Buy it Now at Amazon through The Dreamwalker Group.
Nairne Holtz, Montreal author of The Skin Beneath, which won the Alice B. Award for debut lesbian fiction, brings us a book of stunning short pieces that collectively study love and dependence, both emotional and chemical.
The book kicks off with “When Gay is the New Straight,” originally published in Sean Meriwether’s excellent online magazine, Velvet Mafia, is about a middle-aged Elvis impersonator who performs marriages at his Crystal Wedding Chapel. But he’s not exactly accustomed to doing those darned same-sex weddings and finds himself strangely ambivalent about it. “No Parking” is an interesting portrait of a “straight” woman who dabbles with a dyke’s heart and ends up with more than she bargained for. “Just the Man to Straighten Her Out” is an office romance between questioning Valerie and her boss Ian, who knows he’s straight. No wonder so many of these situations end up in workplace violence.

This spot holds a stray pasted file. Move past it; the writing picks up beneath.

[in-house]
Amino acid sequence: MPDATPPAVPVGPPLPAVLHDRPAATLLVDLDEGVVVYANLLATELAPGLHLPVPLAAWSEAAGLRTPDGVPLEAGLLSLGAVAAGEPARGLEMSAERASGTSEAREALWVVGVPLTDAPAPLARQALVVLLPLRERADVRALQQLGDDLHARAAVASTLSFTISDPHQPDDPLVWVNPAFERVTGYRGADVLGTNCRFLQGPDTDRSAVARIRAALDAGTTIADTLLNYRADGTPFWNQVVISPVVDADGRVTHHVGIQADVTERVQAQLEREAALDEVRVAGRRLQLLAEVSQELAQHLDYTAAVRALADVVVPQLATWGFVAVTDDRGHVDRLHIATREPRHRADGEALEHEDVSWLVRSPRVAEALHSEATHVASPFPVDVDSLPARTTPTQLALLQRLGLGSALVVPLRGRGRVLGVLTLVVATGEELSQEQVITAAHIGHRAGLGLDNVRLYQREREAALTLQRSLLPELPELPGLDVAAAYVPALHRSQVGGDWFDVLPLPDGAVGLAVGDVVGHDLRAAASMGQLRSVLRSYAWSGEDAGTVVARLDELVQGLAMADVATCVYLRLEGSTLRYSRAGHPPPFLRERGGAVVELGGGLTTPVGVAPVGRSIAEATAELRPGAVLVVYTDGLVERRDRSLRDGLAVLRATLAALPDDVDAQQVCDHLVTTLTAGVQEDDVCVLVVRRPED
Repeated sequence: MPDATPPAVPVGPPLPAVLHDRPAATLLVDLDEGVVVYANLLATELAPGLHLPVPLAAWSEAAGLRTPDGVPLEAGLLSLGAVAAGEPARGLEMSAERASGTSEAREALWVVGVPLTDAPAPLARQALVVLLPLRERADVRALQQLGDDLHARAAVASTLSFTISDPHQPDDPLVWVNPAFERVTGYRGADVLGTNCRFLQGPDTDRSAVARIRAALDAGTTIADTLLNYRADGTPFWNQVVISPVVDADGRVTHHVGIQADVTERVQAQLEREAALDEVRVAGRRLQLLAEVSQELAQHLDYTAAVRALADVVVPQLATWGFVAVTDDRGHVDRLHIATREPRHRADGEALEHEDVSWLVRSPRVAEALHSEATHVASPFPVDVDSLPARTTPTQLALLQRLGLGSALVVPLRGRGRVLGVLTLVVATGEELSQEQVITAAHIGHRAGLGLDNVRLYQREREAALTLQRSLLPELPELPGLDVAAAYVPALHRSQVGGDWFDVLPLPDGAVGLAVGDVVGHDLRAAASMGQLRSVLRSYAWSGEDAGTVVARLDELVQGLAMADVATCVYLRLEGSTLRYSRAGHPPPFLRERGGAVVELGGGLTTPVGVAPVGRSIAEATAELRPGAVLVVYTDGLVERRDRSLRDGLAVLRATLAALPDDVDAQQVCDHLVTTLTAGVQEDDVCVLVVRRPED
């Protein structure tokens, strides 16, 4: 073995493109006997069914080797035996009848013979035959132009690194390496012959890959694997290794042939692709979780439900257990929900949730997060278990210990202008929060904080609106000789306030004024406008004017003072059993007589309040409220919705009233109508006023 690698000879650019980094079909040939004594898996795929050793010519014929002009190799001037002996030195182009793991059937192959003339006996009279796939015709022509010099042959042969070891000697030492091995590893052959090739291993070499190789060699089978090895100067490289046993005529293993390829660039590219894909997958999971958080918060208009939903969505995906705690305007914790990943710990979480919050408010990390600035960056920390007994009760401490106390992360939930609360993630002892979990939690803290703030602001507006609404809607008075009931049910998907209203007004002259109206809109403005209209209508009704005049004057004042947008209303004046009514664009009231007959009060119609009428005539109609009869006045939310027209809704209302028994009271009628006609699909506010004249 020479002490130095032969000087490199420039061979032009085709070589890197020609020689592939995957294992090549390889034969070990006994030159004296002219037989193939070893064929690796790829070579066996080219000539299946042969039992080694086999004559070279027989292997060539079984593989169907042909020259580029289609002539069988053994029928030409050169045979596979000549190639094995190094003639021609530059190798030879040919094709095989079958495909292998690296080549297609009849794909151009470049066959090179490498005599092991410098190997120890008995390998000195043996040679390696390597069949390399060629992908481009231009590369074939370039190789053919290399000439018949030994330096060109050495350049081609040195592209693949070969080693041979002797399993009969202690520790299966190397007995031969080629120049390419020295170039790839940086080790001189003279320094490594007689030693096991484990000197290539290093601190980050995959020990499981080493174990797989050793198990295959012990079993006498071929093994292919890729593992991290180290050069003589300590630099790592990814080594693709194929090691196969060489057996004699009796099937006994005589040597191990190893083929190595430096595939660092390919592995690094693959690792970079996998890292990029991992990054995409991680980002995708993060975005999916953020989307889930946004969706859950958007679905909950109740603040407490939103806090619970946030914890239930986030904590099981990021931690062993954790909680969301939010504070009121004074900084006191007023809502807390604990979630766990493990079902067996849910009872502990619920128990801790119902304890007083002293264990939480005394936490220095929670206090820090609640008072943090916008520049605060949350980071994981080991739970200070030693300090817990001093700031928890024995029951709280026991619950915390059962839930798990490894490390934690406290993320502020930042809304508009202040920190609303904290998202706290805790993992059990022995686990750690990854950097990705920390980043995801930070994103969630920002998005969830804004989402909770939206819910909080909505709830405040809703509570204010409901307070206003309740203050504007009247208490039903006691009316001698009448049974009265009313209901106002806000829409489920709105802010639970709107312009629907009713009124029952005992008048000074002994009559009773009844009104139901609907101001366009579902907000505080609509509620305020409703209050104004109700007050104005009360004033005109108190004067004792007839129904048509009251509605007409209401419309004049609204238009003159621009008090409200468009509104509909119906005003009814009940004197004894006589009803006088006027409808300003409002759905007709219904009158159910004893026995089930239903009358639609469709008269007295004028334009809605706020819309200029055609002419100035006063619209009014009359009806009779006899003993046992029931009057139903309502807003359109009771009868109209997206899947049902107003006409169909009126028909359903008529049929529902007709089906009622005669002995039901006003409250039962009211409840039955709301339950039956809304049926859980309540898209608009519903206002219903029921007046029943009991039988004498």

The book’s centerpiece is “Are You Committed?,” a novella about straight-laced university student Clara and her lesbian affair with Kirsten against the backdrop of a student-run newspaper at McGill University. The characters here, especially Clara, are so vivid and complex you can virtually watch them grow as the chapters speed by.
Two of the last four stories that close the book are among my favorites here. “Crows” is the story of junkie couple Sonya and Kelly and their heroin-chic suburban friends, Steven and Rachel. A short but brilliant episode in four very confused lives, the night Steven overdoses is a grim game to Sonya and Kelly, rife with flirtation and the kind of anger you can only have for the one you love. But “Crows” isn’t nearly as deliciously disturbing as “Phantoms,” the tale of Anna, a recent double amputee who turns her back on girlfriend Kirsten in favor of being fetishised, her stumps worshipped by Richard, a man she meets over the internet. Creepy yet oddly affirming, this story will stick with you for a long, long time.
I haven’t read Holtz’s debut novel, but this collection is so good that I’ve ordered a copy. You’ll be reading about it as soon as I finish it, but until then please enjoy these tales. They’re well worth your time.
Reviewed by Jerry Wheeler